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STPUD’s award benefits its customers

The latest award in a stream of honors granted to the South Tahoe Public Utility District may be especially interesting to South Shore residents.

The district was awarded the 2000 Waste Water Treatment Plant of the Year by the California Water Environment Association. The association judges district operations on everything from cost effectiveness to innovation of waste water treatment.

“It’s not just a feather in our cap but it’s dollars in your wallet,” said Dennis Cocking, district information officer. “Our mission to the customers is to be stewards of their funds and we’re taking good care of your money.”



Cocking said the district’s rates are average statewide and are some of the lowest among agencies in the basin.

Unlike other waste water treatment facilities, STPUD has to pipe all treated water out of the basin. Because of that, he said district staff has become innovative in its procedures while maintaining stellar compliance records.




Chief Plant Operator Jeff Lee said the plant has gone five years without a violation of water quality discharge standards. He said many plants will have 300 violations in a year.

By staying compliant and reducing energy and chemical consumption, Cocking said the district guards against the ever-growing trend of private sector takeover.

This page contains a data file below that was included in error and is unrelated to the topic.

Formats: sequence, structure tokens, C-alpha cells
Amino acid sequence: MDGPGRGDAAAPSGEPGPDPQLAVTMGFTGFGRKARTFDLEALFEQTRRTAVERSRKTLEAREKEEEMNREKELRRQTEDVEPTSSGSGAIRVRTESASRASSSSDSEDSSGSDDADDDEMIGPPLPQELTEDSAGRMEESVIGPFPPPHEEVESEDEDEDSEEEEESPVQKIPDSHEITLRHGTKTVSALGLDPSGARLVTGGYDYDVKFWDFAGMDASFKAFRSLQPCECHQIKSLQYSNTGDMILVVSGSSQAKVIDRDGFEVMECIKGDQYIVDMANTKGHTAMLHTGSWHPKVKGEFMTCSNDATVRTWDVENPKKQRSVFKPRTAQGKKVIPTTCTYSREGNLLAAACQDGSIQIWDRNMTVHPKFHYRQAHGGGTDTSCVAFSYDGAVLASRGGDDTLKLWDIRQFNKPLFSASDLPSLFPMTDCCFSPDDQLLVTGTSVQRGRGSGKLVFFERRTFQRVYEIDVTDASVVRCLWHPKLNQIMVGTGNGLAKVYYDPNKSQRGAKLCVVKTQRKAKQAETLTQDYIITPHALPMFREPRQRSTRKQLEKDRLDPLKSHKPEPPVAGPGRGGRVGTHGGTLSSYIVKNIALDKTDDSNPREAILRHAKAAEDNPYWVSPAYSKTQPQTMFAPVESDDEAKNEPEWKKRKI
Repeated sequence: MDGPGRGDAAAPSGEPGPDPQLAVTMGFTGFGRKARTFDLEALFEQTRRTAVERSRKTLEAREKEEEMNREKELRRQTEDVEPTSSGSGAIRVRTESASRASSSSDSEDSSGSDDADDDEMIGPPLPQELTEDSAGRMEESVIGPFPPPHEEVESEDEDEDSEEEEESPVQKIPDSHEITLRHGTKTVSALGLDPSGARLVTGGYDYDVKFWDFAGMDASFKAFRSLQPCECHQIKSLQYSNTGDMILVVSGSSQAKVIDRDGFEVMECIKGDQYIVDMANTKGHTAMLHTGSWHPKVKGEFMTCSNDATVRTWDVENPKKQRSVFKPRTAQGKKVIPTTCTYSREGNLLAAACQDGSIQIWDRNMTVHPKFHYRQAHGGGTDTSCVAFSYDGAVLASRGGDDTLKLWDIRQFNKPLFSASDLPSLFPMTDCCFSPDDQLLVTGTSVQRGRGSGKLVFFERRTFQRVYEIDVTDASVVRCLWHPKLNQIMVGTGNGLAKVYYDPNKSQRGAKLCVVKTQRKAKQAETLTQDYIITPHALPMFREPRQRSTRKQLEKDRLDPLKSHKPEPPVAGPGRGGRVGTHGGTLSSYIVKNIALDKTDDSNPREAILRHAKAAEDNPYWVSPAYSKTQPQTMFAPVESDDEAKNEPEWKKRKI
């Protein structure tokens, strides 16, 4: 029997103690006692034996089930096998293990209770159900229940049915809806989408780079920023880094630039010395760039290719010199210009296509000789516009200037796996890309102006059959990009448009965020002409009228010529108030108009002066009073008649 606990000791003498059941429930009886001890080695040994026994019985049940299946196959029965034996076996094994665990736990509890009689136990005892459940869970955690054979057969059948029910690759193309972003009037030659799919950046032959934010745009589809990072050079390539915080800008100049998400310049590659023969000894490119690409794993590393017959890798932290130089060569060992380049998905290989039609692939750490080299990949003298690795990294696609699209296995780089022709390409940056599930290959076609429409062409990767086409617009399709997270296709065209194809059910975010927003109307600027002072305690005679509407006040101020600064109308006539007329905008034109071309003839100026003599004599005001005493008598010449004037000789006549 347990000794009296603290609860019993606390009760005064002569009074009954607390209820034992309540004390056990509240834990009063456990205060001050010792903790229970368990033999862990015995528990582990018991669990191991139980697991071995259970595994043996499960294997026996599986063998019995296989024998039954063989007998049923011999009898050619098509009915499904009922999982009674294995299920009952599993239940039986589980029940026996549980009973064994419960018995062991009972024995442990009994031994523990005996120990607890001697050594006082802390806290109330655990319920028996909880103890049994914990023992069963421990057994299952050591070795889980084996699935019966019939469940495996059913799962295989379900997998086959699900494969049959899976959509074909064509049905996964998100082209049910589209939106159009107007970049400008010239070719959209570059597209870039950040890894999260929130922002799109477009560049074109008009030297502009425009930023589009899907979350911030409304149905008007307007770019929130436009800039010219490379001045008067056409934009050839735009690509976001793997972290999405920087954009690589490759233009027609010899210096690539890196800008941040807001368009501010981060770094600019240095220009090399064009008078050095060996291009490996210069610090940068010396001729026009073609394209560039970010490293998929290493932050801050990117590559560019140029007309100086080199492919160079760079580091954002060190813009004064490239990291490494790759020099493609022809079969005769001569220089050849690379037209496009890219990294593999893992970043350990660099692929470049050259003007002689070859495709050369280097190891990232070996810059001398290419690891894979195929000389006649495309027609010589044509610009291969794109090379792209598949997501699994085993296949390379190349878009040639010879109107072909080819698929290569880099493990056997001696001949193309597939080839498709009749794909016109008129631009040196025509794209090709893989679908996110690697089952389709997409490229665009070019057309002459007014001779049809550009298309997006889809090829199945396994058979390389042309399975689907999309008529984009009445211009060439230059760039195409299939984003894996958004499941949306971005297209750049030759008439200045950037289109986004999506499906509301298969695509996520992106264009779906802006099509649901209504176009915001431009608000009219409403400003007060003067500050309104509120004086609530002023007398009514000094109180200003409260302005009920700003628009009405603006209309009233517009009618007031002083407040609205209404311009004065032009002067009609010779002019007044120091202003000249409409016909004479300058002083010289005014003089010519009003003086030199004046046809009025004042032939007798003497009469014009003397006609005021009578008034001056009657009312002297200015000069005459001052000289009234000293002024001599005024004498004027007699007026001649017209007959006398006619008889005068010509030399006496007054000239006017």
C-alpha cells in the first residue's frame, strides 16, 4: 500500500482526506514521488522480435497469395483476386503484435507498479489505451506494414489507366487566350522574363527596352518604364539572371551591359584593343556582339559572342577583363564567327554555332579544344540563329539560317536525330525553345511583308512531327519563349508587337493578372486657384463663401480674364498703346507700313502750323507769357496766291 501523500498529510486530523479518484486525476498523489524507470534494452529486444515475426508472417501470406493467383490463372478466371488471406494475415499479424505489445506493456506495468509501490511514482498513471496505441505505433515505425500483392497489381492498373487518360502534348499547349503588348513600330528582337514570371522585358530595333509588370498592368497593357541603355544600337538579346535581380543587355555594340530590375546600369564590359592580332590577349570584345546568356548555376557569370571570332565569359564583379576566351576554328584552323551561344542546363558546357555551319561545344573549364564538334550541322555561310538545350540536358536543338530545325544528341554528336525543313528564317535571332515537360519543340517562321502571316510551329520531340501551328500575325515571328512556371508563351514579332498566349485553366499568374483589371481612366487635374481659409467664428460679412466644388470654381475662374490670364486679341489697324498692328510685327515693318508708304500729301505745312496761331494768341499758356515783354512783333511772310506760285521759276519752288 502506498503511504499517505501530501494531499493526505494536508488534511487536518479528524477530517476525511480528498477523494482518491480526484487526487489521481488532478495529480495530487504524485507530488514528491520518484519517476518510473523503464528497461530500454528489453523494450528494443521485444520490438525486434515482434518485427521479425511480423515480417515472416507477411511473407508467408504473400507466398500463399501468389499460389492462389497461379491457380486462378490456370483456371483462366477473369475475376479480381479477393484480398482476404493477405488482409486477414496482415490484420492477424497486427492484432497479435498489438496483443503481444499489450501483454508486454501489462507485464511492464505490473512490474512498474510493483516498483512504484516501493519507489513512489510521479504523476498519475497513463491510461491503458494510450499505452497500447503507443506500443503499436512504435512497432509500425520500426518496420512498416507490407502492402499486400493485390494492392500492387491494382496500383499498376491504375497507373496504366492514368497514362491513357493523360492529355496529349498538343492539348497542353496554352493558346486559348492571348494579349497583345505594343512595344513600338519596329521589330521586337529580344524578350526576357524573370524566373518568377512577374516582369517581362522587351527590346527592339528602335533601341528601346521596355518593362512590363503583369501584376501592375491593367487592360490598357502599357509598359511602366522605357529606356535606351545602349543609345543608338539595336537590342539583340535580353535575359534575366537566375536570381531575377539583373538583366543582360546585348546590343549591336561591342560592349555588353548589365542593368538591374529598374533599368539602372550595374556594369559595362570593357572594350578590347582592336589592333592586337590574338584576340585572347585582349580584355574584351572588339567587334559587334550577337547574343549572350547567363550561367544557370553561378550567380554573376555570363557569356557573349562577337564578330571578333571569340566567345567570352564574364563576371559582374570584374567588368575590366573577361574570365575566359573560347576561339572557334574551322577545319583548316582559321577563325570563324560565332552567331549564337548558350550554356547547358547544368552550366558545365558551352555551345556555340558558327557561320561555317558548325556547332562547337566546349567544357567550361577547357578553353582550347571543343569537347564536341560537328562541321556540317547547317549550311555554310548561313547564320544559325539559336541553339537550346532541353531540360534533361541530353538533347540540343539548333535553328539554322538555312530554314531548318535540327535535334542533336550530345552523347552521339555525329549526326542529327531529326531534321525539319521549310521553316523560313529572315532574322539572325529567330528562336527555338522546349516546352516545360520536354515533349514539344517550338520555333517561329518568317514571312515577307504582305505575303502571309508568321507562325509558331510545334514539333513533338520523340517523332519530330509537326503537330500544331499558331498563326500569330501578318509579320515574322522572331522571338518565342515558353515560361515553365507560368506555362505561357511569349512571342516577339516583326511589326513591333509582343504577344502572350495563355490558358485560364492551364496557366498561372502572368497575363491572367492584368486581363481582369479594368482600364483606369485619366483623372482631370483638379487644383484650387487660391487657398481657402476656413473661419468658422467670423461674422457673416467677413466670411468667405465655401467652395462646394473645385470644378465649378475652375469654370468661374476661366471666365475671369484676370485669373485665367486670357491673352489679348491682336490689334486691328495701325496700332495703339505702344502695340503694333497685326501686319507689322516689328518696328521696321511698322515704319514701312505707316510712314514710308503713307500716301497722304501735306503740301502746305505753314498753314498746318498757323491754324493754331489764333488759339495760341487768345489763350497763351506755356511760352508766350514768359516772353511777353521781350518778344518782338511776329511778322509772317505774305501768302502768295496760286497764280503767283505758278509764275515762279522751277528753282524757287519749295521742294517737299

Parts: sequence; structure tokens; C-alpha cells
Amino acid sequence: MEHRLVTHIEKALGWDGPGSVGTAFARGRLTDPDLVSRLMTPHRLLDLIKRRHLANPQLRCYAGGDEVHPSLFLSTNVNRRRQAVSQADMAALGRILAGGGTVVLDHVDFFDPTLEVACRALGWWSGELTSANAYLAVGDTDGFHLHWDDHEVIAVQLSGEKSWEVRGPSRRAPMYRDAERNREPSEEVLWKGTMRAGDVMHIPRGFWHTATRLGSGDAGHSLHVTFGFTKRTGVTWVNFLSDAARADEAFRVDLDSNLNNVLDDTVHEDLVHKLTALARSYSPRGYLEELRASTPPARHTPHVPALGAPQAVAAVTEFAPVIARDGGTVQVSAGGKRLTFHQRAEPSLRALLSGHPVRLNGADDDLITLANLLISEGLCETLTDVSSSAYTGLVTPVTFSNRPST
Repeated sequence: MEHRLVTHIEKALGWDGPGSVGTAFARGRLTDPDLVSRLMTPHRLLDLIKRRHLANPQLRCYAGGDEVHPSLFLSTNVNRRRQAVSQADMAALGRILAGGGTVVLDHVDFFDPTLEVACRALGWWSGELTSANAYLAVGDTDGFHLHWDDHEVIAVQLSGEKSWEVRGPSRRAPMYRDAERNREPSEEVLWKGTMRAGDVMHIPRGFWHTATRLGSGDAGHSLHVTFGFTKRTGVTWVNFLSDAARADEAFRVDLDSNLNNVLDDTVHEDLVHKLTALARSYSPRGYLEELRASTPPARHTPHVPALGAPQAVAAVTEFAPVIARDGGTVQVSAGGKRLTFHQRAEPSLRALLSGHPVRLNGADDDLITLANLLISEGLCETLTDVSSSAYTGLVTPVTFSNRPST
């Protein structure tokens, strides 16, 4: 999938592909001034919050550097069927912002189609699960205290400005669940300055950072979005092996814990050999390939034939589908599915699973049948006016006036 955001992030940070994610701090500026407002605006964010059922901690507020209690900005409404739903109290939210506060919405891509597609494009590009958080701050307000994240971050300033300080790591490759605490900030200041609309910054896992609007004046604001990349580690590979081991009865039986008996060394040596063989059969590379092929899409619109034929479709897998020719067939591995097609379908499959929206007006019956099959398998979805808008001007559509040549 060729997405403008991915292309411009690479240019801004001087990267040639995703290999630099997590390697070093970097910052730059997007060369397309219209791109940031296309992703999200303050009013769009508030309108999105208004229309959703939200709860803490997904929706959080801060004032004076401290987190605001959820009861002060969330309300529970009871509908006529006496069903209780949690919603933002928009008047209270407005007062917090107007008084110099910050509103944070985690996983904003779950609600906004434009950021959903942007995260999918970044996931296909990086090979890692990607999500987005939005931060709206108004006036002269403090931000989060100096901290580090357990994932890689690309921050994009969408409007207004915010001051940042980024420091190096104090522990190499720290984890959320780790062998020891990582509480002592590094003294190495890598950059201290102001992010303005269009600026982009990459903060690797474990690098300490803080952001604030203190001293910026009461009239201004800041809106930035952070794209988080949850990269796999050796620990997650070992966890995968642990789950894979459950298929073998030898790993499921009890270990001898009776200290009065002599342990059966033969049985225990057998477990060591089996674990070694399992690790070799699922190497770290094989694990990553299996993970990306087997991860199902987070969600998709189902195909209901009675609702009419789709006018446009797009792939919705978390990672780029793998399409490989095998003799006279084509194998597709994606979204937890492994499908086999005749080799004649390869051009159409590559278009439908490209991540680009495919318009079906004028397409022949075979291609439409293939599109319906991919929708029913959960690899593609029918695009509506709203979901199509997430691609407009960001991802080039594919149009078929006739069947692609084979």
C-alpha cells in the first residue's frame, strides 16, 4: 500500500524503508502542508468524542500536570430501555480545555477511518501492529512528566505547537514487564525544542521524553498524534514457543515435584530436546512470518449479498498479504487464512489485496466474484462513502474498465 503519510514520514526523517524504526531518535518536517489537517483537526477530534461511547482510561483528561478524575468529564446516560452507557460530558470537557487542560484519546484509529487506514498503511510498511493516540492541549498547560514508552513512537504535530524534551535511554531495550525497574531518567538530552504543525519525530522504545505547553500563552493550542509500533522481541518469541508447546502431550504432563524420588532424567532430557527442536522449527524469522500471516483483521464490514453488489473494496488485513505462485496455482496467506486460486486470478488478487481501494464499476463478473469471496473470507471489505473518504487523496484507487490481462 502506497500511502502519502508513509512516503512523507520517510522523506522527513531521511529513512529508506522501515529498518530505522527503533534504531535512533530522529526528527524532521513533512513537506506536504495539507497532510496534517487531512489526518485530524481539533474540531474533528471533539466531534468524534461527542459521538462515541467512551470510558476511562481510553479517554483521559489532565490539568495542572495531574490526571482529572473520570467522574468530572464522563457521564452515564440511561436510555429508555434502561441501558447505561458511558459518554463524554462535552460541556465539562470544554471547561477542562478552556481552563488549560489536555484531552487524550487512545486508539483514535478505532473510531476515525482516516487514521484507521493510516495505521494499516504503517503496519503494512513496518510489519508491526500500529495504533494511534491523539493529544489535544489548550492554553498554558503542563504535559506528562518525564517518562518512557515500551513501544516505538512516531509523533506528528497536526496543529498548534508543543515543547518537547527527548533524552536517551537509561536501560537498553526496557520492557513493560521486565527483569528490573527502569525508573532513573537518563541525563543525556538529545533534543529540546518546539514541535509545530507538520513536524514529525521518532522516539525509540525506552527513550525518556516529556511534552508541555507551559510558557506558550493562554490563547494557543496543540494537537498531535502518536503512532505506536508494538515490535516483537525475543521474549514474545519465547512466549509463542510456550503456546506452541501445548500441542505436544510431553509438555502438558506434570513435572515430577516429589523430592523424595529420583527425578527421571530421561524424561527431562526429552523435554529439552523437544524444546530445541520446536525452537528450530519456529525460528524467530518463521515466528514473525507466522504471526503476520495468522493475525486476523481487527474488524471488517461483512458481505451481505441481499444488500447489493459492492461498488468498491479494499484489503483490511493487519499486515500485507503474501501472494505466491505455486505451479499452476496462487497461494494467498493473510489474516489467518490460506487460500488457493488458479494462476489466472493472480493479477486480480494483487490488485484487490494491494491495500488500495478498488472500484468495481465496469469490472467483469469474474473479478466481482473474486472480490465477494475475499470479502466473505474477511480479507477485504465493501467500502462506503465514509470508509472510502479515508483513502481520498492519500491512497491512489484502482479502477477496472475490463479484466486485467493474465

The plant has shifted pumping to off-peak demand hours for energy and has cut down on the amount of chemicals used to treat wastewater.

“It was nice a couple of years ago but it becomes much more critical now to run a tight ship as far as energy consumption,” Cocking said. “When you’re a public agency you’re ripe for privatization, so we operate more like a private company.”

Lee said one of the reasons the district operates so efficiently for the community is most of the employees, including himself and Cocking, are lifelong residents.

Lee is a 15-year employee, working his way up the ranks.

“I can speak for all of us that the work we’re doing is helping to protect the environment that is very dear to us,” he said.

STPUD is now being judged with other state winners for a Western states regional award. The regional winner will be announced this summer and will then compete for the Environmental Protection Agency’s national award, which the district won in 1994.


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